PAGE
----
We had been eating so much ramen lately that I thought I'd see what would happen if I added a Pinoy twist to this Japanese staple.  And you know what they say about idle minds ...


 My first experiment with Filipinizing ramen was with a pot of bulalo, remnants of meat and marrow from a rainy Sunday lunch.  The idea of recycling it into bulalo ramen for dinner was my lazy way of coping with left overs.


I always keeps packs of fresh egg noodles in the vegetable bin.  These are pre cooked noodles so no need to cook but I do blanch them twice in boiling water just to remove any alkaline smell and taste.


I placed a serving of noodles and dipped them in the simmering bulalo broth so that they could absorb more of the beef flavour.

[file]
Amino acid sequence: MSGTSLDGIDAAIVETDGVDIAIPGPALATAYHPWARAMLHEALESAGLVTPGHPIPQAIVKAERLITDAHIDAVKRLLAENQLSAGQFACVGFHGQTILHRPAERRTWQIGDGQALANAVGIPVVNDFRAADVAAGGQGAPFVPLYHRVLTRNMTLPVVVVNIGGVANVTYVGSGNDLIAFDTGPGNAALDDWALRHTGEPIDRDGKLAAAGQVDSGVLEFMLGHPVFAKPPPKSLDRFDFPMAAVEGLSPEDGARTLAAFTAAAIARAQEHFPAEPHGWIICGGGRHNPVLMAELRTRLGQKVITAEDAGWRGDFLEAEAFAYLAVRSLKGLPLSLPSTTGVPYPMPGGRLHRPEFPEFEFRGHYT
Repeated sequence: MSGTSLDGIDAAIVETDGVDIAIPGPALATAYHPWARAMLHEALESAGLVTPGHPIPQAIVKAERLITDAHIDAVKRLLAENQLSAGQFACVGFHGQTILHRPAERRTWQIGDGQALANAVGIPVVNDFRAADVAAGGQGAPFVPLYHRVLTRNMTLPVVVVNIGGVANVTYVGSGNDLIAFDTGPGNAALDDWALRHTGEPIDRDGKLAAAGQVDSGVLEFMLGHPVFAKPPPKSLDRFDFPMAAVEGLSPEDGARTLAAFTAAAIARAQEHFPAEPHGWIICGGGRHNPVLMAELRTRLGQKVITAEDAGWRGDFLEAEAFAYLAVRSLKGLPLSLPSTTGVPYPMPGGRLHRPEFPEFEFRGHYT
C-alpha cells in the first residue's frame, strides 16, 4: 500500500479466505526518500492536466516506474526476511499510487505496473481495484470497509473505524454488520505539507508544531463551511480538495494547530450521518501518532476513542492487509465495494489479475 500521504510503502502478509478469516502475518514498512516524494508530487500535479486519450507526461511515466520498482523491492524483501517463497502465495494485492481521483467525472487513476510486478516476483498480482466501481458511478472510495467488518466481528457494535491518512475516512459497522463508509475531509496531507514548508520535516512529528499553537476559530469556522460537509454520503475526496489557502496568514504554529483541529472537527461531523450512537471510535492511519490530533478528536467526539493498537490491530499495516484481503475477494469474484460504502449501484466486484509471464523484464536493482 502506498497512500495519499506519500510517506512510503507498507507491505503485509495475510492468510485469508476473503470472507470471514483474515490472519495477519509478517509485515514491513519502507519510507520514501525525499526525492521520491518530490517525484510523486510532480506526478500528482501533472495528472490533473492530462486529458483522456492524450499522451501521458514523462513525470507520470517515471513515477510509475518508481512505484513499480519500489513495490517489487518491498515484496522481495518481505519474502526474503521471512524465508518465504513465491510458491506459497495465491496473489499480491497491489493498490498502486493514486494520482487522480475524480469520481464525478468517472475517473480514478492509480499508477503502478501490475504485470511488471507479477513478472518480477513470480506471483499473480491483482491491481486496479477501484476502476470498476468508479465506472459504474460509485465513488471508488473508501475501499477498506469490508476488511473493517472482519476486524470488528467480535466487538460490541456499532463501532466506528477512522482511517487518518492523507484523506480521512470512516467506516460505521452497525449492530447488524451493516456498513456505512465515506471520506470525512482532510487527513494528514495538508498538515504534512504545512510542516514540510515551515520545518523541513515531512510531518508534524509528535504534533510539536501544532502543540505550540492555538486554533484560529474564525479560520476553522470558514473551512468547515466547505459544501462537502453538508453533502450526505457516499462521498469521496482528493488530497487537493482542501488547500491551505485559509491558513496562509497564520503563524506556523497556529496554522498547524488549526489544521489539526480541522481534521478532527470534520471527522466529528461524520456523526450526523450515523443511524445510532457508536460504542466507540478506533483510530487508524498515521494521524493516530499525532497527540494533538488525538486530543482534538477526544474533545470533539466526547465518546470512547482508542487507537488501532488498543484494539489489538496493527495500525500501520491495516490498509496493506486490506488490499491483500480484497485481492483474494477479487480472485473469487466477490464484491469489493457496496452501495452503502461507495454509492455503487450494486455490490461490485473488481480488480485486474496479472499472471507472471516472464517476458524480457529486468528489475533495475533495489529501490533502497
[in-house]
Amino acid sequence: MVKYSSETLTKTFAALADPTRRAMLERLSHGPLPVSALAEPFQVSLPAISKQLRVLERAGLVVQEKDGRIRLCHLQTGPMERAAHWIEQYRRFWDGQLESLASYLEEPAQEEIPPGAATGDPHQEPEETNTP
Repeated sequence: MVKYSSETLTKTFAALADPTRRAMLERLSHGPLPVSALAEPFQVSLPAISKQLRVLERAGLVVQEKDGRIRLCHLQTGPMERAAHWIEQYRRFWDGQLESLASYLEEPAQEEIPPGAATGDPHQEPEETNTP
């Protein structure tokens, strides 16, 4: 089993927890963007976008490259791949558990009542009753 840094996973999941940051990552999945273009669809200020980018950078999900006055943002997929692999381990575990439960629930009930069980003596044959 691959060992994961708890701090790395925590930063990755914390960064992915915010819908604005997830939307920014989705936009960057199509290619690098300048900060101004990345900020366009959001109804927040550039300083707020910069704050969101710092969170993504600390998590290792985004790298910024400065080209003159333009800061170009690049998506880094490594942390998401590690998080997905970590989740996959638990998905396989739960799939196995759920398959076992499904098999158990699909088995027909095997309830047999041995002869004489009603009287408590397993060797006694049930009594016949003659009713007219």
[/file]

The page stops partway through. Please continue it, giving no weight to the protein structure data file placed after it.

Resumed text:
The shin bones, I served on the side.  Marrow on hot soup and noodles may not seem like ramen at all but it was still a delicious one dish dinner!



My next experiment involved lechon kawali which I thought would be the Filipino version of chashu. Instead of using recycled broth, this time I made my "ramen" broth from scratch -- using pork bones, dried kelp and niboshi -- ingredients commonly used in the basic ramen base.  


Instead of the usual chunks, I cut up the lechon kawali lengthwise.  


Just two  thick slices of lechon kawali were enough to top each individual bowl.


 Since I had quickly dipped the lechon kawali in the broth,  the skin retained some of its crisp and crunch.   The broth was flavourful and yet light,  and the lechon kawali definitely transformed my ramen experiment into a Pinoy eating experience.


Monday, October 27, 2014

Dimsum Breakfast at President Tea House in Binondo